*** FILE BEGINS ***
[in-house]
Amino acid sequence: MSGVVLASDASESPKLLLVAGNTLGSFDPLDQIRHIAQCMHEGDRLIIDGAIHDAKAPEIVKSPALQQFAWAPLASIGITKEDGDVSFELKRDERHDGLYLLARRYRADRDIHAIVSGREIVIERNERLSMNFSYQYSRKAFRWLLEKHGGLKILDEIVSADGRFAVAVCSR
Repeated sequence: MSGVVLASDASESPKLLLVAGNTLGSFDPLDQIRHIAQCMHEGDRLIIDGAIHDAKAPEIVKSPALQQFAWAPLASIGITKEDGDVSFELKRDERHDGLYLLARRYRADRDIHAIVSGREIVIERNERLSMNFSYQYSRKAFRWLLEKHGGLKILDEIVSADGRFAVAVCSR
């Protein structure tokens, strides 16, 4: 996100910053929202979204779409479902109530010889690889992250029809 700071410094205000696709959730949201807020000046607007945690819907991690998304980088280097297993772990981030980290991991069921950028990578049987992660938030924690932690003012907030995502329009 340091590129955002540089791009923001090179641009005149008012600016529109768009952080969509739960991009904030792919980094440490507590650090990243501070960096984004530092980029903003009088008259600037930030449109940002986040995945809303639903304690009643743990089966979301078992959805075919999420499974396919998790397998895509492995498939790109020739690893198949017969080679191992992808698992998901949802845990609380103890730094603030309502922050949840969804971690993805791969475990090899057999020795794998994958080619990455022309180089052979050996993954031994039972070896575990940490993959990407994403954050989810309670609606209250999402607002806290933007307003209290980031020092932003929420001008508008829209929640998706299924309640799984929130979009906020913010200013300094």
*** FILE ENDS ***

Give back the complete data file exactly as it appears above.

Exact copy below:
[in-house]
Amino acid sequence: MSGVVLASDASESPKLLLVAGNTLGSFDPLDQIRHIAQCMHEGDRLIIDGAIHDAKAPEIVKSPALQQFAWAPLASIGITKEDGDVSFELKRDERHDGLYLLARRYRADRDIHAIVSGREIVIERNERLSMNFSYQYSRKAFRWLLEKHGGLKILDEIVSADGRFAVAVCSR
Repeated sequence: MSGVVLASDASESPKLLLVAGNTLGSFDPLDQIRHIAQCMHEGDRLIIDGAIHDAKAPEIVKSPALQQFAWAPLASIGITKEDGDVSFELKRDERHDGLYLLARRYRADRDIHAIVSGREIVIERNERLSMNFSYQYSRKAFRWLLEKHGGLKILDEIVSADGRFAVAVCSR
């Protein structure tokens, strides 16, 4: 996100910053929202979204779409479902109530010889690889992250029809 700071410094205000696709959730949201807020000046607007945690819907991690998304980088280097297993772990981030980290991991069921950028990578049987992660938030924690932690003012907030995502329009 340091590129955002540089791009923001090179641009005149008012600016529109768009952080969509739960991009904030792919980094440490507590650090990243501070960096984004530092980029903003009088008259600037930030449109940002986040995945809303639903304690009643743990089966979301078992959805075919999420499974396919998790397998895509492995498939790109020739690893198949017969080679191992992808698992998901949802845990609380103890730094603030309502922050949840969804971690993805791969475990090899057999020795794998994958080619990455022309180089052979050996993954031994039972070896575990940490993959990407994403954050989810309670609606209250999402607002806290933007307003209290980031020092932003929420001008508008829209929640998706299924309640799984929130979009906020913010200013300094």